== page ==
I want to thank my teachers: Samuel Thomas and Lorna Hill for instructing me in the the cultural connections and responsibilities that make Iroquois Raised Beadwork so rich and meaningful. Thanks are also due to the Neville Museum for exhibiting my contemporary Iroquois Raised Beadwork. I have come to understand that pieces I produce today, should stand, not for me as an individual; but for our Iroquois world view. That someday, long after my name is forgotten, my beadwork will need to speak about us in a strong, clear voice.

The Iroquois Raised Beadwork pieces in the Neville Museum’s collection represent a different segment of Iroquois beadwork often termed “Whimseys”, though some feel this term trivializes the artform (Elliott, Preserving Tradition and Understanding the Past: Papers from the Conference on Iroquois Research, 2001–2005). They were likely made in New York or Canada by members of the Mohawk and Tuscarora communities specifically for sale to the tourist market in the mid to late 1800’s.

Mohawk-style beadwork of this period, is often characterized by a heavier, more opulent beadwork style using larger seed beads than the Tuscarora-style work which may exhibit more intricate beadwork patterns using smaller seed beads. Some pieces have characteristics of both styles.
Whisk Broom Holder dated 1905. Mohawk style (#R32-5)
Iroquois beaders developed items which would appeal to the souvenir market: pin cushions, needle cases and match holders.

These items were sold at locations popular among Victorian Era middle and upper middle class tourists including: Niagara Falls, New York State Fairs, and exhibitions up and down the Eastern Seaboard and were often embellished with the location name or date of purchase. Heavily Beaded pincushion circa 1880 (#L6802)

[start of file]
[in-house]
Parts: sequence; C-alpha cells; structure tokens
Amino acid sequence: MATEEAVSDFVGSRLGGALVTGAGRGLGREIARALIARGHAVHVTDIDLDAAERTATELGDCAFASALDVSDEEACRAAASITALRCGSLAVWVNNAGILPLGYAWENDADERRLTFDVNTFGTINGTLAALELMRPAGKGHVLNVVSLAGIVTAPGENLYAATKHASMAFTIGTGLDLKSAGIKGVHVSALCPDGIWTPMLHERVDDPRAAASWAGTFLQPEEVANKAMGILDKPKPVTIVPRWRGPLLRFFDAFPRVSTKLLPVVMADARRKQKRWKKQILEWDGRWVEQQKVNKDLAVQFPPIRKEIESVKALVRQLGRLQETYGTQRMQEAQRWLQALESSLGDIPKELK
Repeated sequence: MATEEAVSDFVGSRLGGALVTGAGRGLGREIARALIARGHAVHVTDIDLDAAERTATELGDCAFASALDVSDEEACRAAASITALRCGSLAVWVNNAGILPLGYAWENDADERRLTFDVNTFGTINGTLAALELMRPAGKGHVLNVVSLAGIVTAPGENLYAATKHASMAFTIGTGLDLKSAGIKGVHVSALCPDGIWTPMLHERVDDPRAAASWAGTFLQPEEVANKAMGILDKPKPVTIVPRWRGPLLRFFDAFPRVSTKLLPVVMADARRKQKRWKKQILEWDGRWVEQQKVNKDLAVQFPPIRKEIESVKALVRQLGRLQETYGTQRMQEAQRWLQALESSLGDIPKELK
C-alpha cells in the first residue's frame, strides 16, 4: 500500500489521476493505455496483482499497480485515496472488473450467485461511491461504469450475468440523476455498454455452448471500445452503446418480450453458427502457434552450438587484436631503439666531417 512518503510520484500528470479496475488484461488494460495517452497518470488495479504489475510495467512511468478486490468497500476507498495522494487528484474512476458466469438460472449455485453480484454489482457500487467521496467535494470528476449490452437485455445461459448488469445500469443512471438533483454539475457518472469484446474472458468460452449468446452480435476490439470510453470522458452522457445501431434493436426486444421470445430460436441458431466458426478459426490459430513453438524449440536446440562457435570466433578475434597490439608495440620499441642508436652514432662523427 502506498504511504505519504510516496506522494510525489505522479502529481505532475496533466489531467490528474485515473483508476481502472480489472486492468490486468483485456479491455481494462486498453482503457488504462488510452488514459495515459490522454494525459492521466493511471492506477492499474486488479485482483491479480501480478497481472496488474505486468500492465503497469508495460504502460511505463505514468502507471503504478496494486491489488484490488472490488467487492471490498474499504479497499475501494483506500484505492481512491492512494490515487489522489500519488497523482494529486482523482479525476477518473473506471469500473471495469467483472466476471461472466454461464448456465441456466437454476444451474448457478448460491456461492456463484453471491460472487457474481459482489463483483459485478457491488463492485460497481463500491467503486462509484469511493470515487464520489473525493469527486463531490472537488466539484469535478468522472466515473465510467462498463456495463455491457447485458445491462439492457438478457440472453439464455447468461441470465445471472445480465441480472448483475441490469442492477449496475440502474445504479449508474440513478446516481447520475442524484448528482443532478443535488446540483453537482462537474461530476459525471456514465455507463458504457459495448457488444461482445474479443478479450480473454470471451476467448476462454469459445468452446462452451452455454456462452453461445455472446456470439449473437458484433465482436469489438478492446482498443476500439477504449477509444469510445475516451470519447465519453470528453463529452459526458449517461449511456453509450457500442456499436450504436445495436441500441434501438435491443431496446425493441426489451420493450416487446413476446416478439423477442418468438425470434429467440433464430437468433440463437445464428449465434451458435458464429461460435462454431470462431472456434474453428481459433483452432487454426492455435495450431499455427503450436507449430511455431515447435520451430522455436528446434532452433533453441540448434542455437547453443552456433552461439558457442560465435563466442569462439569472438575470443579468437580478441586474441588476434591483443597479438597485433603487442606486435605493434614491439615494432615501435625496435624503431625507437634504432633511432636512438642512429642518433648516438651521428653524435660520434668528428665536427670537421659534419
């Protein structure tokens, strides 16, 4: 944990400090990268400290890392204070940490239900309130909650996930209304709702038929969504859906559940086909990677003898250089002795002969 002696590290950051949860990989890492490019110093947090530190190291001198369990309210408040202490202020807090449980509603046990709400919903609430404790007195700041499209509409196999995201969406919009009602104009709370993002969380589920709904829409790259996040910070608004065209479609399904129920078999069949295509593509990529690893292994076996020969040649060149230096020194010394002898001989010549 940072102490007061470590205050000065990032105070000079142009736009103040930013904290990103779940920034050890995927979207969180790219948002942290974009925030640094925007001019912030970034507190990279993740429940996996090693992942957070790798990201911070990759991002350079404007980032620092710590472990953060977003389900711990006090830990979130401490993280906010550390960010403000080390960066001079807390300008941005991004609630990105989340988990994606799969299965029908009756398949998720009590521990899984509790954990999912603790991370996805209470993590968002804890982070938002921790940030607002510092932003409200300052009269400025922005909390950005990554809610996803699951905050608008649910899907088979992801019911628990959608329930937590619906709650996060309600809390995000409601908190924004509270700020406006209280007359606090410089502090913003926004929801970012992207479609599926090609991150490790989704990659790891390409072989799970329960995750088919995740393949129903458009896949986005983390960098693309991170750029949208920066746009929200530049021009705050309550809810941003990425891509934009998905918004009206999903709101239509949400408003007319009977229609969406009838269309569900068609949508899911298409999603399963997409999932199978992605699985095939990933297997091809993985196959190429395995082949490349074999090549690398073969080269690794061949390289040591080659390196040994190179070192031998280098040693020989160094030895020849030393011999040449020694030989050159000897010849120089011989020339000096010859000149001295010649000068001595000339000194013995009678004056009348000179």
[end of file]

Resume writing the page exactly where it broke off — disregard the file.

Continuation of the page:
Perhaps because so many of the pieces were purchased during honeymoon trips, the heart became a popular form. A tri-lobed heart was not uncommon and examples of this shape appear as pincushions in the Neville’s collection, all in the heavily raised “Mohawk-style” so popular in the last quarter of the 19th-Century.

This large, stuffed pincushion (circa 1880) is a fine example of Mohawk-style exuberance.                                         The original purple color of the velvet has faded over time.  (#4523/2169)
Iroquois Raised Beadwork is fascinating and important. It relates its maker to the long chain of Iroquois beaders who came before and provides a connection to beaders whose faces we have yet to see. For myself, when I bead sometimes I swear I hear the whispers of the beaders of our past encouraging me to, “do it right, do it well. Keep our voices alive.”

Yaw^ko
Karen Ann Hoffman 

A Necklace Made of Hair

Wednesday, October 28, 2015

Here at the museum we have over 100,000 three-dimensional artifacts in our collection.  They span thousands of years and hail from all around the world.  As Halloween approaches we were thinking about the depth of our collection and how we could show some pieces that don’t get much face time with the public.  We’ve been changing our case the lobby every few months and we thought this would be a great opportunity to feature some of our eerie artifacts.   I’m not going to give too much away here because there are some remarkable artifacts in the case that you should see for yourself.  Hair Necklace ca. 1855

 

When we started preparing for this mini exhibit, we asked our interns to explore our collections with death and mourning in mind.  They came back with unique artifacts including objects from an old funeral home, a mummified bird from ancient Egypt, and mourning jewelry.   All of these objects made it to the exhibit but I found this one piece of jewelry fascinating.  It is a necklace made of hair.  Yes, human hair.   Hair has been used for centuries in different art forms.  In our collections we hold necklaces like this one, pendants, pins, and wreathes.